The dystopian series, in which contestants who are deeply in need of money play deadly children’s games to win cash prizes, has been viewed by 111 million accounts since debuting on Netflix September 17.
The series is No. 1 on Netflix’s Top 10 lists in 94 countries around the world. It’s the platform’s first-ever Korean series to reach No. 1 in the United States.
The numbers speak to the sheer size of “Squid Games'” popularity and the speed at which it took off. But Netflix’s — and all streaming services’ — ratings data comes with some important caveats.
Regardless of Netflix’s often opaque accounting of its shows’ popularity, the important context is that the streaming giant’s competition is growing fiercer by the day, and “Squid Game” shows Netflix remains on top for a reason.
For investors, as long as Netflix keeps adding subscribers, Wall Street will likely continue to be happy. “Squid Game” has hit the zeitgeist in a significant way, and buzz is the best means to attract new subscribers and keep current ones happy. The series has also earned great reviews, garnering a 91% score on Rotten Tomatoes.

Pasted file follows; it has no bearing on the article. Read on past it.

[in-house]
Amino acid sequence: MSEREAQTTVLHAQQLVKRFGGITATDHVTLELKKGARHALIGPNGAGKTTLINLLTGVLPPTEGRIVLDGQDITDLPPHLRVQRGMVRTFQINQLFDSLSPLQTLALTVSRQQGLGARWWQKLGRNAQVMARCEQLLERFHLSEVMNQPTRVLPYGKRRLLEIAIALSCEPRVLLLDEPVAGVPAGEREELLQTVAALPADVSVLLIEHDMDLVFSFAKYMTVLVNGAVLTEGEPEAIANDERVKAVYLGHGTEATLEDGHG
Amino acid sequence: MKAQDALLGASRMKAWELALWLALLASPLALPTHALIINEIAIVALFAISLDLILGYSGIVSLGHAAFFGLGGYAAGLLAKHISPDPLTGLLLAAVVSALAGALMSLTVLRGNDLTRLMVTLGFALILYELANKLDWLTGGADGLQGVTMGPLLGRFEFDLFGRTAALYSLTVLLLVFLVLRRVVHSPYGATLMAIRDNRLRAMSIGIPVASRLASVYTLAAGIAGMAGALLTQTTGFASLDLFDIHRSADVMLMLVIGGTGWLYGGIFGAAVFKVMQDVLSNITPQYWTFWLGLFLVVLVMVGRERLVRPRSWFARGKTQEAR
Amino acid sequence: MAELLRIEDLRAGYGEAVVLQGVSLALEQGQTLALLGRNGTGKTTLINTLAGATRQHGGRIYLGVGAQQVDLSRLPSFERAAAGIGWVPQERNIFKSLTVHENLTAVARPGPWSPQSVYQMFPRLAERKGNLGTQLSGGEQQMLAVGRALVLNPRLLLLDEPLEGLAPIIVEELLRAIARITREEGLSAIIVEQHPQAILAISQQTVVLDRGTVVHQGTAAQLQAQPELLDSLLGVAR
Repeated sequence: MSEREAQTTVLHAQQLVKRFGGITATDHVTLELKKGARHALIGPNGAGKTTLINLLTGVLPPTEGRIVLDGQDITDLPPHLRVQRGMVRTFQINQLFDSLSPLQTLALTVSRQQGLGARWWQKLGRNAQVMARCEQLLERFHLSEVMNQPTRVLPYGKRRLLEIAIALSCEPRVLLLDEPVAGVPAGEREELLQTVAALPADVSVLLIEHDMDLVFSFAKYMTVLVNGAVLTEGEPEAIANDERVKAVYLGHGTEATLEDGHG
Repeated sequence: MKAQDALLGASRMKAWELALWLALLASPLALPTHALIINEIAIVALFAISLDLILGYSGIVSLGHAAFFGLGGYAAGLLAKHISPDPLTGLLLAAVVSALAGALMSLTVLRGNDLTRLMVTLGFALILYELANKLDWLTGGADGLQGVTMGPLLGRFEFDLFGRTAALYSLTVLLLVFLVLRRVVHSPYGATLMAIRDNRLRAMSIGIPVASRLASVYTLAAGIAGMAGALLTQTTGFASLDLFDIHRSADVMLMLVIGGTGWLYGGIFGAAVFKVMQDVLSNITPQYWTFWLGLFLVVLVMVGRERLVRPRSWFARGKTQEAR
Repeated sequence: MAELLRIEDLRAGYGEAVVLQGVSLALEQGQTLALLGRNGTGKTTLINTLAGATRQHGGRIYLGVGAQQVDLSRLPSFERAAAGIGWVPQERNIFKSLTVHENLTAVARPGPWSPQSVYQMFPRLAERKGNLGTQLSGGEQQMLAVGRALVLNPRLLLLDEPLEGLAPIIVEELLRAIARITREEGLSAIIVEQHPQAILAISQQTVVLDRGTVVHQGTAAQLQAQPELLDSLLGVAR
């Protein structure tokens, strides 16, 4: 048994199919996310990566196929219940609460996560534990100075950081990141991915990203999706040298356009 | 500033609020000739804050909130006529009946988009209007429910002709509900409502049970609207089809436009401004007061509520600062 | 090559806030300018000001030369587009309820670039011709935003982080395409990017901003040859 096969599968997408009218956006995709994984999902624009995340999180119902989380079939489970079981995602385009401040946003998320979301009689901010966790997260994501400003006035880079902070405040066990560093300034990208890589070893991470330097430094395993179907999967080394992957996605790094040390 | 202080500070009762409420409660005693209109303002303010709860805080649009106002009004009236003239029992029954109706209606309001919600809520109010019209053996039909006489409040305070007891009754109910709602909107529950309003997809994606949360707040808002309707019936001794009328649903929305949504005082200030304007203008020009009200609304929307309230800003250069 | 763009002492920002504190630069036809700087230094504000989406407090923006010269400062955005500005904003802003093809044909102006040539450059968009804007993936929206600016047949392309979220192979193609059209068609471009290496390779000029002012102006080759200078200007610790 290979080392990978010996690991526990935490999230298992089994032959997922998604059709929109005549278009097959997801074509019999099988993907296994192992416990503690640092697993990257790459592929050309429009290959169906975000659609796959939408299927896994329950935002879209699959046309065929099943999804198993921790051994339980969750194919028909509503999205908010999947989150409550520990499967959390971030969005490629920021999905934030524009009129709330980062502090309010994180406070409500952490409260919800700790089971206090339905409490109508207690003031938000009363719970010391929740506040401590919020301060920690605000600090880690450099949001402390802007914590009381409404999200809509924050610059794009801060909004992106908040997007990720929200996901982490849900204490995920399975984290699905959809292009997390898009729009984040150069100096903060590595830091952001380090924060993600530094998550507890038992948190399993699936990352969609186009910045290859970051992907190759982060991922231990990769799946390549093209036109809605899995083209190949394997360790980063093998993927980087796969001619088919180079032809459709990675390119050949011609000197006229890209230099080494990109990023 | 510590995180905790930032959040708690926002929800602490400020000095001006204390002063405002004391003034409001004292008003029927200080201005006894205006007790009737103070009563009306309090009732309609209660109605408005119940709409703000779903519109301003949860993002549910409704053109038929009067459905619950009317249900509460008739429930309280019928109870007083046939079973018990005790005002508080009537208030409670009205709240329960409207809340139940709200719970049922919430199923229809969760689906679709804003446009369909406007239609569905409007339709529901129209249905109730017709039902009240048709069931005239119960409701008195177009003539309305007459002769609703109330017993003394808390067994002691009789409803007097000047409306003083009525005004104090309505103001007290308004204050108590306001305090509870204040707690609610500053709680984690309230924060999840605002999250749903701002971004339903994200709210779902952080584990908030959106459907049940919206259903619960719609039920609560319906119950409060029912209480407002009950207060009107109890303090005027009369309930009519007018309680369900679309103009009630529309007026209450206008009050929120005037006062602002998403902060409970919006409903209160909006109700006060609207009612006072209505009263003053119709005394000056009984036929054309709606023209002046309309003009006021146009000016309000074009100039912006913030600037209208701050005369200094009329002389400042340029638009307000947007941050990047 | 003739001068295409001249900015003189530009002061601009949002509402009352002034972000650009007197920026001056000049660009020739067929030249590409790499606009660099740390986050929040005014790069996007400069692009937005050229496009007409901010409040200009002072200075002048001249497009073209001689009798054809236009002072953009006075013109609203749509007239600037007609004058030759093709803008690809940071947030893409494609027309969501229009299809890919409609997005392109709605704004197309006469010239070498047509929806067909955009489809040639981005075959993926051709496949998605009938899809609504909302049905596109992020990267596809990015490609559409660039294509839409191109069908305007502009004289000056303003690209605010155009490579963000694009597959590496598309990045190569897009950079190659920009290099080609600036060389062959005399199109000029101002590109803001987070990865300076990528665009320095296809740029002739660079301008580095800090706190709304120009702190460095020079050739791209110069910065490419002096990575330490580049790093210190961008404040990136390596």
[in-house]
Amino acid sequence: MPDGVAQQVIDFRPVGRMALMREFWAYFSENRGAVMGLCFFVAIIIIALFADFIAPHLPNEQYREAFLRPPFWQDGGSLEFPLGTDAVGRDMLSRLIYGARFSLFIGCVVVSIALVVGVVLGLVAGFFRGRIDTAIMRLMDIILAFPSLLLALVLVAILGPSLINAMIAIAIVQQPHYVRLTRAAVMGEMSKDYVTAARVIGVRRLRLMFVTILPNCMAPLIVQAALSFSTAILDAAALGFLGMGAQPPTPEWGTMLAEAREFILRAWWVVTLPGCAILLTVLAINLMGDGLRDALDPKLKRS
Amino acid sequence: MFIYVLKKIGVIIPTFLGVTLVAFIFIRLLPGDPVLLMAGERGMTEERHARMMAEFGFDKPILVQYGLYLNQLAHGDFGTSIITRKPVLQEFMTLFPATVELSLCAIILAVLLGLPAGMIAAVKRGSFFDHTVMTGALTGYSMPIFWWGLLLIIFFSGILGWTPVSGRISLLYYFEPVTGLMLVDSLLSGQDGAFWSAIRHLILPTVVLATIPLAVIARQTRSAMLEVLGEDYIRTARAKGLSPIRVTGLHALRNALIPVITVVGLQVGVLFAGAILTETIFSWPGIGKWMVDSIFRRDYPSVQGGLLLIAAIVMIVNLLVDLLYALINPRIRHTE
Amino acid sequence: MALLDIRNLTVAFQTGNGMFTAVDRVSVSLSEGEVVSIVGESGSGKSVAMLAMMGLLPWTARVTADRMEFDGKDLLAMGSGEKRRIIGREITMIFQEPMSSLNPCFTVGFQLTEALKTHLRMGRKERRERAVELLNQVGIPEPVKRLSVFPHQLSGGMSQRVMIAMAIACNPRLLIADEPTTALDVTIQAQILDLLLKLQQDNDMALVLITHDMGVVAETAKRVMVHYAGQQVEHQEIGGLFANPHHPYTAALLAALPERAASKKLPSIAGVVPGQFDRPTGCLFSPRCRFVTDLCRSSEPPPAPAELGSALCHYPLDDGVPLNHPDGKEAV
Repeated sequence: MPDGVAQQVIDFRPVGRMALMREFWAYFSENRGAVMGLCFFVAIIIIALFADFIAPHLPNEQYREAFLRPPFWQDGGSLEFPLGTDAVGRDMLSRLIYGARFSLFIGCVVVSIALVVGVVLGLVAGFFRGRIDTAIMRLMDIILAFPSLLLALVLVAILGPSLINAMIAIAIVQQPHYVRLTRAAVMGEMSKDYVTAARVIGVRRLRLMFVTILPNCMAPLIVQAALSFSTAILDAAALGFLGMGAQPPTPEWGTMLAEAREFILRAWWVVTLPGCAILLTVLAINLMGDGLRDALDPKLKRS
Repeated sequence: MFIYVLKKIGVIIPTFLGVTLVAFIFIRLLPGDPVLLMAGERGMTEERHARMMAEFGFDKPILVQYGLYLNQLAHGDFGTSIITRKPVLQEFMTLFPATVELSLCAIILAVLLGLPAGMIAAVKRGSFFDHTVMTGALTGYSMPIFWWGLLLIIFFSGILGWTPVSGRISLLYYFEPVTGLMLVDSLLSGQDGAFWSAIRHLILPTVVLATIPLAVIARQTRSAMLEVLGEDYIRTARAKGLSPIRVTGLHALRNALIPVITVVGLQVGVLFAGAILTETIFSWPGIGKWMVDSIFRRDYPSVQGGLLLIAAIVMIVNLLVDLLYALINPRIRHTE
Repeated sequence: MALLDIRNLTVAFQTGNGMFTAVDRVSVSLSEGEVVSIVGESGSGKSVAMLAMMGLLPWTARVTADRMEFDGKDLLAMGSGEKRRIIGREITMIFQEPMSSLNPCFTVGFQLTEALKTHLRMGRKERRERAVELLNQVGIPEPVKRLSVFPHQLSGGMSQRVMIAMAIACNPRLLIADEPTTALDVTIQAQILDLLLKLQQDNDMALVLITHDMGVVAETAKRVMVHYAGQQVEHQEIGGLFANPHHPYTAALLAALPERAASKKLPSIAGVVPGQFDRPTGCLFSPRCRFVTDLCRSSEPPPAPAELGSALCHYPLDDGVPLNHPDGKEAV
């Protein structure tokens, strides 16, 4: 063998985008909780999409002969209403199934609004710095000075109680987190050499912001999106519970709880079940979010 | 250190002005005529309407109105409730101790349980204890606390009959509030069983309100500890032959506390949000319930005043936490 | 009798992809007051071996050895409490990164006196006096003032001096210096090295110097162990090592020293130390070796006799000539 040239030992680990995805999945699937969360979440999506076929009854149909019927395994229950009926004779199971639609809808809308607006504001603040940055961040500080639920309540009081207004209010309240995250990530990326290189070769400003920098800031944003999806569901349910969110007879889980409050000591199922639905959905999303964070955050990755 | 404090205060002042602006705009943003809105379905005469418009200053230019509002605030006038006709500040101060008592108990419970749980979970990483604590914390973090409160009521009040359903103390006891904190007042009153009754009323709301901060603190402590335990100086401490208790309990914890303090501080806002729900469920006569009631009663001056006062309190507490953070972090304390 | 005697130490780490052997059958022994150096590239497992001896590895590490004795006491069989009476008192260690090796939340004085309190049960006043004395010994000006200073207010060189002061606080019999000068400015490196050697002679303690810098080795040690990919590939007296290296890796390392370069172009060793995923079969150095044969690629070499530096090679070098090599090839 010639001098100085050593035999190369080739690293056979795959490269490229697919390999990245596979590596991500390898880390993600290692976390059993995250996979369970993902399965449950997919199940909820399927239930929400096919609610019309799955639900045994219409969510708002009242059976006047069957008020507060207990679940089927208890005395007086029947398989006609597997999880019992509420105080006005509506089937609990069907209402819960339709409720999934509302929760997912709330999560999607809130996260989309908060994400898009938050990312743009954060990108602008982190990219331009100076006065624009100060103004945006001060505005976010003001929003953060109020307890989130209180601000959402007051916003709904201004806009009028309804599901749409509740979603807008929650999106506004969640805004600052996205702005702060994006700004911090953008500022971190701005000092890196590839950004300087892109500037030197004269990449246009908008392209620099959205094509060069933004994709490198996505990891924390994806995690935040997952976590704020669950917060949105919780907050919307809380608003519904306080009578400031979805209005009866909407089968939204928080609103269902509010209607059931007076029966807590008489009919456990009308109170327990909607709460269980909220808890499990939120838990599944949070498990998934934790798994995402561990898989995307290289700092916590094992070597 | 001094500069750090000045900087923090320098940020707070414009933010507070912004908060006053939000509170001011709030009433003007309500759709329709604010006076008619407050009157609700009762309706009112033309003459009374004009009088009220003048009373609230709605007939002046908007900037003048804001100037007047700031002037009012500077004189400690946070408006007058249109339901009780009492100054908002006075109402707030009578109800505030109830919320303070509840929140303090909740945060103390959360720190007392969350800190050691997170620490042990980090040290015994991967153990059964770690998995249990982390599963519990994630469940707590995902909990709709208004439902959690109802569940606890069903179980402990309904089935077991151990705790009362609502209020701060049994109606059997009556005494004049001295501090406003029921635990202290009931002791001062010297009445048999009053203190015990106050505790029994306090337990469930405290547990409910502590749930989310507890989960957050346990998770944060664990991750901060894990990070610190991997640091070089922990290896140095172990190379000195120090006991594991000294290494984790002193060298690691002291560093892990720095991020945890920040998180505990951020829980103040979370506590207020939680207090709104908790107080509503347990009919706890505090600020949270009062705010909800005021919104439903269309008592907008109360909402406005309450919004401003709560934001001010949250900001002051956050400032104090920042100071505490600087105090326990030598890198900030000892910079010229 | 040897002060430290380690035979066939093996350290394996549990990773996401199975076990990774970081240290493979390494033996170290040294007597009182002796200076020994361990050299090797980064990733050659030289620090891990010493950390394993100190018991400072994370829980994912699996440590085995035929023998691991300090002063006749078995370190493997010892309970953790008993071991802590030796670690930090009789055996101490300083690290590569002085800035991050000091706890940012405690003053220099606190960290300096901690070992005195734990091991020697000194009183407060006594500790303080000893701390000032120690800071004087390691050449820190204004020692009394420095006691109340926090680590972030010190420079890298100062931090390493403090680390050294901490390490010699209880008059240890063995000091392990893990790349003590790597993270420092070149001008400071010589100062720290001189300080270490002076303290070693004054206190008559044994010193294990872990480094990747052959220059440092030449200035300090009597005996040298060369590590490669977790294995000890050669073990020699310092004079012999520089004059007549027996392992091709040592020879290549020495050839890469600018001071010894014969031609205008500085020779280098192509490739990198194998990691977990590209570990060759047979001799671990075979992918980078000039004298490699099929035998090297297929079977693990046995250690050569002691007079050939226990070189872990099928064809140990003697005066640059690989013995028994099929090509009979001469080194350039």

Like many top streaming series, “Squid Game” has become a pop culture phenomenon. The series has generated memes and even Halloween costume ideas.
“When we first started investing in Korean series and films in 2015, we knew we wanted to make world-class stories for the core K-content fans across Asia and the world,” said Minyoung Kim, Netflix’s vice president of content for Asia Pacific, excluding India. “Today, Squid Game has broken through beyond our wildest dreams.”
“‘Squid Game’ gave [Netflix] more confidence that our global strategy is going towards the right direction,” Kim told CNN.
— CNN’s Liz Kang contributed to this report.